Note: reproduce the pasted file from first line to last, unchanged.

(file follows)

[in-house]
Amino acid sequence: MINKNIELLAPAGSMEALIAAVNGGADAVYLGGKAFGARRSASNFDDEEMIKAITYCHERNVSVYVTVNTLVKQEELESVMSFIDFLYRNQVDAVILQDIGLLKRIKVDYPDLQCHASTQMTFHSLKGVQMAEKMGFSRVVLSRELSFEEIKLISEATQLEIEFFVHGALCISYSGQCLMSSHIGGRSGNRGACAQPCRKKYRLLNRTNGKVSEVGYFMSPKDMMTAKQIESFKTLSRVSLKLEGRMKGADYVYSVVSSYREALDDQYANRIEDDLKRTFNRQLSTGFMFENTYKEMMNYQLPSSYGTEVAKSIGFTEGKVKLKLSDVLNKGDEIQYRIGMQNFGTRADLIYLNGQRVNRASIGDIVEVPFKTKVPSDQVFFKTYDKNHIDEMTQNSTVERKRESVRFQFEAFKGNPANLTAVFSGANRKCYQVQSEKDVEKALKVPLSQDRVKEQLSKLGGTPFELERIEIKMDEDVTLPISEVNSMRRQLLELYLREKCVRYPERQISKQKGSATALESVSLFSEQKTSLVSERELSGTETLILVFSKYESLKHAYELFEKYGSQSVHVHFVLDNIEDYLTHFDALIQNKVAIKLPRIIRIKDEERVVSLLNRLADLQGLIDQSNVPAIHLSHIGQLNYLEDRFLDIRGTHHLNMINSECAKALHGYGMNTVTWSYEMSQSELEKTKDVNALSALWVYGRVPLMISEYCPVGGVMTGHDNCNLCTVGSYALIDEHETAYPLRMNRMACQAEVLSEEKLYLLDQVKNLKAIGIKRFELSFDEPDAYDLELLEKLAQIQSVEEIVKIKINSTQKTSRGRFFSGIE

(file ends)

[in-house]
Amino acid sequence: MINKNIELLAPAGSMEALIAAVNGGADAVYLGGKAFGARRSASNFDDEEMIKAITYCHERNVSVYVTVNTLVKQEELESVMSFIDFLYRNQVDAVILQDIGLLKRIKVDYPDLQCHASTQMTFHSLKGVQMAEKMGFSRVVLSRELSFEEIKLISEATQLEIEFFVHGALCISYSGQCLMSSHIGGRSGNRGACAQPCRKKYRLLNRTNGKVSEVGYFMSPKDMMTAKQIESFKTLSRVSLKLEGRMKGADYVYSVVSSYREALDDQYANRIEDDLKRTFNRQLSTGFMFENTYKEMMNYQLPSSYGTEVAKSIGFTEGKVKLKLSDVLNKGDEIQYRIGMQNFGTRADLIYLNGQRVNRASIGDIVEVPFKTKVPSDQVFFKTYDKNHIDEMTQNSTVERKRESVRFQFEAFKGNPANLTAVFSGANRKCYQVQSEKDVEKALKVPLSQDRVKEQLSKLGGTPFELERIEIKMDEDVTLPISEVNSMRRQLLELYLREKCVRYPERQISKQKGSATALESVSLFSEQKTSLVSERELSGTETLILVFSKYESLKHAYELFEKYGSQSVHVHFVLDNIEDYLTHFDALIQNKVAIKLPRIIRIKDEERVVSLLNRLADLQGLIDQSNVPAIHLSHIGQLNYLEDRFLDIRGTHHLNMINSECAKALHGYGMNTVTWSYEMSQSELEKTKDVNALSALWVYGRVPLMISEYCPVGGVMTGHDNCNLCTVGSYALIDEHETAYPLRMNRMACQAEVLSEEKLYLLDQVKNLKAIGIKRFELSFDEPDAYDLELLEKLAQIQSVEEIVKIKINSTQKTSRGRFFSGIE